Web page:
The US economy is growing again, bringing to an end the sharpest contraction since the Great Depression of the 1930s and sparking a rally on the stock market when the figures were confirmed yesterday.
Gross domestic product (GDP) grew at a better-than-expected annualised rate of 3.5 per cent in the third quarter as consumer spending and construction rebounded, driven by government programmes such as the scrappage scheme for new car buyers and a tax break for people buying new homes.
The return to growth comes after four successive quarters of shrinking economic activity, including a violent 6.4 per cent contraction in the first three months of this year, as the fall-out from the 2008 financial panic was at its worst. There were also encouraging signs from the jobs market yesterday: the number of new unemployment benefit claimants fell by 1,000 last week, and the number of people on continuing benefits fell to 5.8 million, its lowest level in seven months.
President Barack Obama hailed the figures as "affirmation that this recession is abating", while the head of his team of economic advisers, Christina Romer, said the $787bn economic stimulus package agreed in February was a major contributing factor. "While the turnaround in GDP is a necessary first step, we need to keep it going so we do finally see us adding jobs again and the unemployment rate finally coming down," Ms Romer said. Last night, the White House was pressing for the extension of a scheme that gives an $8,000 tax credit to first-time home buyers, which is before Congress.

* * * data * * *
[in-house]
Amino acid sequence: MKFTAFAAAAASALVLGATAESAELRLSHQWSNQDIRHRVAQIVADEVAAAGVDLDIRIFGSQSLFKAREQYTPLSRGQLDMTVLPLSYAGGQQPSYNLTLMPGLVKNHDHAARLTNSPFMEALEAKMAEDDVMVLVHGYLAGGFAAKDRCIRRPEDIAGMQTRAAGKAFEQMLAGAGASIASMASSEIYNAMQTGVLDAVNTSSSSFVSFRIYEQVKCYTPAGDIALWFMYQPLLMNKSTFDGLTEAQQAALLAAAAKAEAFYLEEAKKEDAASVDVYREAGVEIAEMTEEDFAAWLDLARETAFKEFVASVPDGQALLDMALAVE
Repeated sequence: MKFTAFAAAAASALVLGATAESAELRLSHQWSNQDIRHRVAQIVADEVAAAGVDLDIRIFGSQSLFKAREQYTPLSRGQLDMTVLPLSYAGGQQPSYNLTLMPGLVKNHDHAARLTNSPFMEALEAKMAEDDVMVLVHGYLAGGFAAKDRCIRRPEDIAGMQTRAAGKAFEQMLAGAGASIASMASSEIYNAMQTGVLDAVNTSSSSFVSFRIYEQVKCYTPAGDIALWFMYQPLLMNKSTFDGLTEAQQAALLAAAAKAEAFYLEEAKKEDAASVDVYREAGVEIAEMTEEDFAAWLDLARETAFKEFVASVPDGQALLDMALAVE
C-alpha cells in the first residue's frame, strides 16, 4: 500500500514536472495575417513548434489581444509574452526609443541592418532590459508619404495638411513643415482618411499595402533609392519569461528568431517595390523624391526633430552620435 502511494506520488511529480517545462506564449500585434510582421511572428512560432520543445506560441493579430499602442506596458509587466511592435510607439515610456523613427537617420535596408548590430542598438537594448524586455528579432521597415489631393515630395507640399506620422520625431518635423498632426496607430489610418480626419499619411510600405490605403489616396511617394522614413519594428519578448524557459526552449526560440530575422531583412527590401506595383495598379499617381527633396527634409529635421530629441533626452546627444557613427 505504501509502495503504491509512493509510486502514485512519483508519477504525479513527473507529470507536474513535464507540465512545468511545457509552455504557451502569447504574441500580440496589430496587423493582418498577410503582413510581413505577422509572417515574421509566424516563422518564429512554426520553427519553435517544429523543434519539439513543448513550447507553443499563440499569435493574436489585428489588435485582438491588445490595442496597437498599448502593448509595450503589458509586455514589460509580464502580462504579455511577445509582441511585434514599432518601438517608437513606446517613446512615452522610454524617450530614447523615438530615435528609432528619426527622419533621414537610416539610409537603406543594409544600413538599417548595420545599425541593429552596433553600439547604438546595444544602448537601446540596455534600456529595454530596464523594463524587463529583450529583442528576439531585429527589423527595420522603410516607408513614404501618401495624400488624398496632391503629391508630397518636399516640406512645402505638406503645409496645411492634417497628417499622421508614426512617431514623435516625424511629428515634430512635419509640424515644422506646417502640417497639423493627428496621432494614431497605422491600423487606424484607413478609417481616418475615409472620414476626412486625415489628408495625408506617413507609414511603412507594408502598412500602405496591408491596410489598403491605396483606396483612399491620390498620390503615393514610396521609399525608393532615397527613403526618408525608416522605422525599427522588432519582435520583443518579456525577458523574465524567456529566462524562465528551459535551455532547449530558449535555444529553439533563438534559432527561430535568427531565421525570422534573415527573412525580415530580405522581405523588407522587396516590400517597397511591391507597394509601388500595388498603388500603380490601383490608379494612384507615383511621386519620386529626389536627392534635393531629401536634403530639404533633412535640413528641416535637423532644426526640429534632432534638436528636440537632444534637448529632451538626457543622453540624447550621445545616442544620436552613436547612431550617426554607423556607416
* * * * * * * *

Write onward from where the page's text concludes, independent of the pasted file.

Economists noted that the GDP numbers were inflated by government initiatives, and debated whether the underlying economy was yet healthy enough to stand on its own two feet. Bart van Ark, chief economist of the Conference Board, said: "There is still a long way to go and we still don't know enough about the sustainability of these recovery signals. The comparatively good Q3 news is largely driven by temporary factors. Consumer spending will fall flat during the holiday season, and exports will recover more slowly than in Q3. Any modest up-tick in investments in equipment and software will most likely be offset by continued declines in commercial real estate."
Ian Morris, the chief US economist at HSBC in New York, said a lot would hinge on whether Americans decided that, after years of running up credit cards debts and using the equity in the homes as collateral for loans, they must start saving heavily.
"We're not pretending everything is wonderful," Mr Morris said. "Real, personal disposable income fell 3.4 per cent in Q3, so with income down and consumption up, the saving ratio fell back to 3.3 per cent in Q3.
"Bears argue the saving ratio needs to climb to 8 to 10 per cent in response to wealth losses, but remember that policymakers are trying to make sure that does not happen in the short-run, something they apparently are having some success in doing. And with stock and house prices on the way up, the urgency for an immediate sharp rise in the saving ratio is no longer quite as urgent as it was early this year."
Stock markets rallied in response to the better-than-expected growth. At noon, the Dow Jones average was up 166 points, 1.7 per cent. In London, the FTSE 100 reversed its losses and closed 57.3 points higher at 5,137.72.
A recession is typically defined as two successive quarters of negative growth, but the formal arbiter of whether the US economy is in recession is the independent National Bureau of Economic Research, which takes into account other factors, including unemployment. The national unemployment rate is forecast to have risen to 9.9 per cent in October.Reuse content